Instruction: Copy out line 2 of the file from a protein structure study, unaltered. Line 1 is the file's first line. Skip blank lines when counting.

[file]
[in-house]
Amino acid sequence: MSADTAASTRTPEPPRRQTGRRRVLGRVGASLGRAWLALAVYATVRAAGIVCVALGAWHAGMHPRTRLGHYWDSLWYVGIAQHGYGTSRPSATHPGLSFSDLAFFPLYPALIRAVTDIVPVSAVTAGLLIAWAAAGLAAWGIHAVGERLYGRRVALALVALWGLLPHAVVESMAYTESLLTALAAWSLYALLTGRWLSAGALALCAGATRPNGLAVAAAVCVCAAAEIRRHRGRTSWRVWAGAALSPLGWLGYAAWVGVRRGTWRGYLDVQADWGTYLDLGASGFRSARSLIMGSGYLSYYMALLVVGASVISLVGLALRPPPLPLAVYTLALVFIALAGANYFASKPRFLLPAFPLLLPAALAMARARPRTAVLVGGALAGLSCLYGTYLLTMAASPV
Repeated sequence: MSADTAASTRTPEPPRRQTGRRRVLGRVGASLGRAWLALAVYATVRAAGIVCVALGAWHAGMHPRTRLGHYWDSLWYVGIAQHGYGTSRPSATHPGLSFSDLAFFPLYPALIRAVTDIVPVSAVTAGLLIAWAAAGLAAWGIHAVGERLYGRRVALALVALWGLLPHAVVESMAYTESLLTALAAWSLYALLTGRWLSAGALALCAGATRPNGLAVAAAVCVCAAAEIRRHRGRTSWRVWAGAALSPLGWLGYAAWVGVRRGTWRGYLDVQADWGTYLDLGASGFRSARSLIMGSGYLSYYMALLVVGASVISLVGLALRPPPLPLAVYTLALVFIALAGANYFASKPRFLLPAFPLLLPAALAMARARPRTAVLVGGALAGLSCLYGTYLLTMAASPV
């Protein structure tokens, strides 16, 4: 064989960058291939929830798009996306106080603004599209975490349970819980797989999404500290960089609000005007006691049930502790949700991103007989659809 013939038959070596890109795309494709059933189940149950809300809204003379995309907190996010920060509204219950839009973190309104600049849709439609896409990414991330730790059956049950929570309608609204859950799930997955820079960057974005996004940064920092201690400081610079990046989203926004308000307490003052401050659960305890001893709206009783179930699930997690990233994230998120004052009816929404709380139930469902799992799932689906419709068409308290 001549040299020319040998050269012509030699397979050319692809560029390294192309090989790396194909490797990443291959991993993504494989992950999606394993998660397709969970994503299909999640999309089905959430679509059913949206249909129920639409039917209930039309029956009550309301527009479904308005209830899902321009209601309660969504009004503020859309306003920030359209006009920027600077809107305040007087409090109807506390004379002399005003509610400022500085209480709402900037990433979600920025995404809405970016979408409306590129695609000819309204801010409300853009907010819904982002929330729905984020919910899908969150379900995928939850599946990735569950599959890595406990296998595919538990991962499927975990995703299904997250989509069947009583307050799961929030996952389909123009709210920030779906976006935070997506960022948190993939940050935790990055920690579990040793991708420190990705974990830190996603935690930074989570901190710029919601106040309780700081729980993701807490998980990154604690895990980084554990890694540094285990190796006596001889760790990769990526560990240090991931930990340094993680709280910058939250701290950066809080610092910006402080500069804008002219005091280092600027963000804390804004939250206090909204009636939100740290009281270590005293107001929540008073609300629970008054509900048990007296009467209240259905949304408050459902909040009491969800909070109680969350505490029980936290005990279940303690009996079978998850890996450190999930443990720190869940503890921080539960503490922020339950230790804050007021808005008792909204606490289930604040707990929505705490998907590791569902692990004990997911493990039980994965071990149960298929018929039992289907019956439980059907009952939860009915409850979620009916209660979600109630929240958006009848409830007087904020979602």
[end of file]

Amino acid sequence: MSADTAASTRTPEPPRRQTGRRRVLGRVGASLGRAWLALAVYATVRAAGIVCVALGAWHAGMHPRTRLGHYWDSLWYVGIAQHGYGTSRPSATHPGLSFSDLAFFPLYPALIRAVTDIVPVSAVTAGLLIAWAAAGLAAWGIHAVGERLYGRRVALALVALWGLLPHAVVESMAYTESLLTALAAWSLYALLTGRWLSAGALALCAGATRPNGLAVAAAVCVCAAAEIRRHRGRTSWRVWAGAALSPLGWLGYAAWVGVRRGTWRGYLDVQADWGTYLDLGASGFRSARSLIMGSGYLSYYMALLVVGASVISLVGLALRPPPLPLAVYTLALVFIALAGANYFASKPRFLLPAFPLLLPAALAMARARPRTAVLVGGALAGLSCLYGTYLLTMAASPV